Innovatory for Cells and Neural Machines

Center affiliations: CRISP, OATS, A2I2, and WHIN

Cells and Machines Innovatory logo

ICAN Quadcharts

Fall 2021

Internal Research

Dr. Chaterji's lab has two research thrusts: IoT and Cloud Computing and Computational Genomics, with the unifying theme that both thrusts deal with volumes of data, whether streaming video or genomics, for data-driven decisions. The unique aspect of her analytics algorithms is that they can adapt to execute on different kinds of devices, small and large, and can meet user-provided service level objectives (SLOs) for performance metrics. Such SLOs are related to throughput (often more important in genomics), latency (timeliness, more relevant to IoT, e.g., self-driving cars), or energy (e.g., for battery-powered devices).

Thrust 1: IoT And Cloud Computing

An increasing number of networked devices are out there in the wild, ranging from security cameras to aerial drones to small Raspberry Pi single-board computers. The total installed base of connected devices worldwide is projected to reach 30.9 billion units by 2025. These devices are becoming smaller in terms of their physical form factor and there is a compelling need to use these devices as analytics tools in the palms of our hands. The big question that Dr. Chaterji is addressing is:

As the resources on these devices are limited, can hungry machine learning (ML) algorithms be approximated to fit within them?

These ML algorithms are ravenous in multiple dimensions — compute-hungry, network-hungry, power-hungry, and data-hungry. Therefore, they need to be approximated and rightsized to fit within the devices (i.e., within the memory and compute cores). The fact that the algorithms will use lesser compute cycles also means decreased energy consumption. Thus, the goal is to make on-device analytics smart, safe, and agile. These devices will not merely be the sensors they are today, but will transform into decision-making intelligent devices. To enable this, Dr. Chaterji's work is showing how to adapt the computation based on dynamic conditions, such as the video content characteristics or the amount of computational resources available. Prior adaptive solutions, which reconfigure at runtime, often underperform relative to static baselines. On the other hand, Dr. Chaterji's work provides a cost-benefit analysis to select the best approximation for achieving the right balance of accuracy and latency.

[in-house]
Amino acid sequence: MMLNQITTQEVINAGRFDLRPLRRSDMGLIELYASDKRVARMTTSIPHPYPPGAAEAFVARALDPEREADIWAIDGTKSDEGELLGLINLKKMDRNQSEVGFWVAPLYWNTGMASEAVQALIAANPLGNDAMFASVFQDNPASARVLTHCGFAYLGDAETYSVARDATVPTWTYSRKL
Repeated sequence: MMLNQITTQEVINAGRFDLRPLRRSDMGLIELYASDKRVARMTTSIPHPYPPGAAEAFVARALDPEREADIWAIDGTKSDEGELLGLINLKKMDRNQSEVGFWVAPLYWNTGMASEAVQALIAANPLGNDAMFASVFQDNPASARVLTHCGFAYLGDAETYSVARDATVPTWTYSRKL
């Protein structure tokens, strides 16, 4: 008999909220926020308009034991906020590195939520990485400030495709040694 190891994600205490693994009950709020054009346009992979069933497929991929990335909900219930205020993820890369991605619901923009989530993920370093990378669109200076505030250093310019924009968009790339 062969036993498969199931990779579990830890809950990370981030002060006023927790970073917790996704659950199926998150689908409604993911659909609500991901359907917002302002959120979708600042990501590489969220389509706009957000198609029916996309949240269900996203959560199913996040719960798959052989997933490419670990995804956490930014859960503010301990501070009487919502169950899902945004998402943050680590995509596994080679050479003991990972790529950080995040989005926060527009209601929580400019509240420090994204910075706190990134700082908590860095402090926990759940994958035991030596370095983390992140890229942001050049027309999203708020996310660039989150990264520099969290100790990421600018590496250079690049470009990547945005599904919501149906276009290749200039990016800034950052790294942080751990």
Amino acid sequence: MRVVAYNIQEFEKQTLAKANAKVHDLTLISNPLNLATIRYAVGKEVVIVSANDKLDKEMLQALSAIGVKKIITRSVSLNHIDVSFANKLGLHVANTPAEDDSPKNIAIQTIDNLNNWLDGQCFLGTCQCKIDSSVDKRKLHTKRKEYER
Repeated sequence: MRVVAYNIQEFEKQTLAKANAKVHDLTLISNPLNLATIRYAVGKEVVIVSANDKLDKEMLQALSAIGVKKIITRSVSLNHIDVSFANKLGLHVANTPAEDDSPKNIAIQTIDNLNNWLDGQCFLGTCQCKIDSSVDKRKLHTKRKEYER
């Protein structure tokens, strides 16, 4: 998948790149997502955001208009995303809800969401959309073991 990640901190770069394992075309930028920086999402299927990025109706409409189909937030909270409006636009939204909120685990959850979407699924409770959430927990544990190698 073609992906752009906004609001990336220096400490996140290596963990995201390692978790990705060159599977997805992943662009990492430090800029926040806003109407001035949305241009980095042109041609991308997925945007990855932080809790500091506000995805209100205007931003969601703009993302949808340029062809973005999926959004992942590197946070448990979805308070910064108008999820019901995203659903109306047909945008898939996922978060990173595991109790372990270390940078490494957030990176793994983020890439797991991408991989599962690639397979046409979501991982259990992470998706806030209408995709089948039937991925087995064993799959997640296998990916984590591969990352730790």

Thrust 1's key high-level contributions:

Thrust 2: Computational Genomics

Single-cell RNA sequencing (scRNA-seq) quantifies gene expression at the genome-wide level in thousands of cells. This has expanded our knowledge of cell heterogeneity, as well as understanding changes in human tissues, at a single-cell granularity. scRNA-seq outputs high-dimensional expression matrices of cells and genes. Intrinsically, these cells reside in a lower-dimensional manifold, which can then be clustered meaningfully into compact interpretable clusters. The typical pipeline involves dimensionality reduction, followed by clustering of the lower-dimensional manifold into meaningful clusters, such that cells in one cluster have similar characteristics (e.g., gene expression profiles). Dr. Chaterji has developed a combination of techniques including data-to-graph models, denoising, and graph autoencoders, to infer contextual information and to create interpretable clusters of cells, meaningful to domain scientists. Prior to this, Dr. Chaterji worked on regulatory RNA modeling, developing classification and regression algorithms to decipher the precise targets of regulatory RNA molecules (e.g., microRNA) and regress their interaction strengths, in a context-aware manner (e.g., in different physiological states). This enables these regulatory RNA molecules to be used to extend our healthspan with fewer off-targeting effects.

Thrust 2's key high-level contributions:


The theme of big data in IoT and genomics pervades the unique philosophy of Dr. Chaterji's teaching. Dr. Chaterji has developed and taught three innovative new courses, and is offering a 4th one this semester — two 1-credit modules and two 3-credit modules, on various aspects of applied ML for IoT, cloud computing, and genomics. Funded through NSF-CAREER and NIFA awards, her learning platforms instantiate a slew of active learning techniques, podcasting, and invited speakers and entrepreneurs in data science and engineering to her classes. She has been successful at attracting technically diverse students to her courses through an exciting agile curriculum that she is developing for data science and data engineering within ABE. This is crucially important because computing is key for digital agriculture and for next-generation biological engineering.